/ 25 November 2021

Coalition of the disastrous with the unpalatable

Graphic Tl Qobo Coalitions Twitter
(John McCann/M&G)

The economist John K Galbraith famously remarked: “Politics is not the art of the possible. It consists in choosing between the disastrous and the unpalatable.” 

In the recent local government elections, voters made what may have seemed an exercise in the art of the possible, only to harvest the disastrous and the unpalatable.

The 2016 local government elections produced 66 hung councils, which meant that no single party could muster a majority in any of those municipalities, thereby leaving them in suspense until the next electoral cycle. This stalemate has set off a frantic wheeling and dealing between political parties to carve positions, from mayors to speakers to members of the mayoral committees. The largest municipalities eThekwini, Ekurhuleni, the City of Johannesburg, Nelson Mandela Bay and Tshwane are where the horse-trading has been most intense, with some surprising outcomes.

One of the features of the more recent flurry of deal-making in 2021 was the glaring absence of any governing platform and statement of principles that the various parties were presenting as the basis for negotiating coalition governments. 

Their contests ranged from the mundane to the ridiculous: it was all about who should get which positions, the visceral dislike of certain personalities, settling of old scores and downright arrogance.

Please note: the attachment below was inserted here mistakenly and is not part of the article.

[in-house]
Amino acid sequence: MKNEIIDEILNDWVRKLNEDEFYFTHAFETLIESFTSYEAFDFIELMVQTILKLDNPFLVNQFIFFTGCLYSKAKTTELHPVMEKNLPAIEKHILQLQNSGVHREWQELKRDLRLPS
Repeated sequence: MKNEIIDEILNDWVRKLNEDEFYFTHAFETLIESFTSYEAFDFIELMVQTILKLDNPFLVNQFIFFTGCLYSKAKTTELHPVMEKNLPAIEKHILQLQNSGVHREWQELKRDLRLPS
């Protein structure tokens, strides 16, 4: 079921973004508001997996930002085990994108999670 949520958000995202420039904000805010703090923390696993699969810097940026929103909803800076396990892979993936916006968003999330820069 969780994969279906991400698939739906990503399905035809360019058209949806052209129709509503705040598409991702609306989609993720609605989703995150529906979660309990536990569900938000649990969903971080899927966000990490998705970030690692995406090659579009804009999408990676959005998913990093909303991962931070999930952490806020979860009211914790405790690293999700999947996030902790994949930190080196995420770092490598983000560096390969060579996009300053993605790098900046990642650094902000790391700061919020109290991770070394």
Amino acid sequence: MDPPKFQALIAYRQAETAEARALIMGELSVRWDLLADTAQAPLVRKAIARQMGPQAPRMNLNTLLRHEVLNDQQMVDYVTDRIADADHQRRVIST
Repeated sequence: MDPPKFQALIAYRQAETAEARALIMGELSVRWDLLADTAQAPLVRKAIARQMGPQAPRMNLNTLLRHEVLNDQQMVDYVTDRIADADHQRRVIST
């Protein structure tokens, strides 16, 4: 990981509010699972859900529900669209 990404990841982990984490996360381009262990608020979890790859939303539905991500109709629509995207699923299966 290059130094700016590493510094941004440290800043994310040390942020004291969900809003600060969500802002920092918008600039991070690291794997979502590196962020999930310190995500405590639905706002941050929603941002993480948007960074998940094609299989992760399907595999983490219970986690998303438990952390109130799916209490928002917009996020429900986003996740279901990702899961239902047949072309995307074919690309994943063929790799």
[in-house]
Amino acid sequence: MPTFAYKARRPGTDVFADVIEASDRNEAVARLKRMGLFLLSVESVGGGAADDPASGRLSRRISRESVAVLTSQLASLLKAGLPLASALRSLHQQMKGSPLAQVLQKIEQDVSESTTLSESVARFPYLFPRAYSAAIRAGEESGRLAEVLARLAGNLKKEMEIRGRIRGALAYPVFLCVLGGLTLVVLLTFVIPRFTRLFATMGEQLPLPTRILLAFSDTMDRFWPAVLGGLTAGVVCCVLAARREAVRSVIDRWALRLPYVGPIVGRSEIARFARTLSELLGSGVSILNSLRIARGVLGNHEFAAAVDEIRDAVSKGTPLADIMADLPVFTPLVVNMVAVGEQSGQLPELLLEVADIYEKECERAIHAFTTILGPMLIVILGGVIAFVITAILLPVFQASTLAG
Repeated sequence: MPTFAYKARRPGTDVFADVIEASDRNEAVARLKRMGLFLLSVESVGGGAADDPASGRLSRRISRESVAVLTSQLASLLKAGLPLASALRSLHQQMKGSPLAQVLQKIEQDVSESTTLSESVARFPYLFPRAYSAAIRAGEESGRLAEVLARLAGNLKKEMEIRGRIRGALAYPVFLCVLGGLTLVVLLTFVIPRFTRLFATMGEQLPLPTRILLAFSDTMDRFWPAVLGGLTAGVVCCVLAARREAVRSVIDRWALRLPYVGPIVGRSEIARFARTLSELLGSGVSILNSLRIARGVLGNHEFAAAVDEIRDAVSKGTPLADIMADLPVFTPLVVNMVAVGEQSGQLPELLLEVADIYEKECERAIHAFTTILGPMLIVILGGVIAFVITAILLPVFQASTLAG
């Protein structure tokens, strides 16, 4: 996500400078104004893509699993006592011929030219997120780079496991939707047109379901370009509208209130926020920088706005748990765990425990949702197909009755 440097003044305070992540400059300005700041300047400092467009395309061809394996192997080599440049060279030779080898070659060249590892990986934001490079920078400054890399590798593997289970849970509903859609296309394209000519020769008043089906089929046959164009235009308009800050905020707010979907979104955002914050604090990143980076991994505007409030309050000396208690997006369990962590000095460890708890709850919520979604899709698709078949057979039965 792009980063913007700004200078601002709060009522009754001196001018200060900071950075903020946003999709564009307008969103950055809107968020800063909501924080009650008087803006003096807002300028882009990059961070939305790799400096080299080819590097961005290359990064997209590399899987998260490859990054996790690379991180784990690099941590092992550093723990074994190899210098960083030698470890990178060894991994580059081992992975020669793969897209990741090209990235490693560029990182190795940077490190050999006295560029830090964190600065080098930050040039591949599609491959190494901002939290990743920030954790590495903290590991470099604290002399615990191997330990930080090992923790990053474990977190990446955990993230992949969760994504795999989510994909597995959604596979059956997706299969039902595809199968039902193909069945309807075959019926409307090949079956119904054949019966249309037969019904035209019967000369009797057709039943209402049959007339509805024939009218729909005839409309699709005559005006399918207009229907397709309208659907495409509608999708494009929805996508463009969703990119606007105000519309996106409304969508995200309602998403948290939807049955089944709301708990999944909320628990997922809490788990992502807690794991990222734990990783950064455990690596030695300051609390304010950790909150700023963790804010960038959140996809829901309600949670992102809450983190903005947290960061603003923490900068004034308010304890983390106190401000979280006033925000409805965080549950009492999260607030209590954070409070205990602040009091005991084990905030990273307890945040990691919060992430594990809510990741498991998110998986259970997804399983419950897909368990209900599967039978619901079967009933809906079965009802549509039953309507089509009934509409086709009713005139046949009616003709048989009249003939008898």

The outcome was a hodgepodge of the good, the bad, and the ugly. In the end, parties decided to free-style and hope for the best, a situation that saw the Democratic Alliance (DA) scooping several metros it was not expecting to win.

In some municipalities, the political lottery made possible the meteo­ric rise to prominence of individuals whose leadership credentials are thin. It will be the first time in their lives that some of the new mayors will encounter a budget and annual financial statements, and in this case, quantified in billions of rands. Some have no credible programme for their term and could end up being used as pawns to further the interests of powerful factions in their parties or of smaller parties who are kingmakers in the council.

Since many of these mayors emerged fortuitously through a throwing of dice by the Economic Freedom Fighters (EFF) and smaller parties, they have weak foundations. The EFF and other parties are neither obligated nor incentivised to vote with the governing parties in municipalities, and  may cast their lot in a different direction when it comes to important decisions.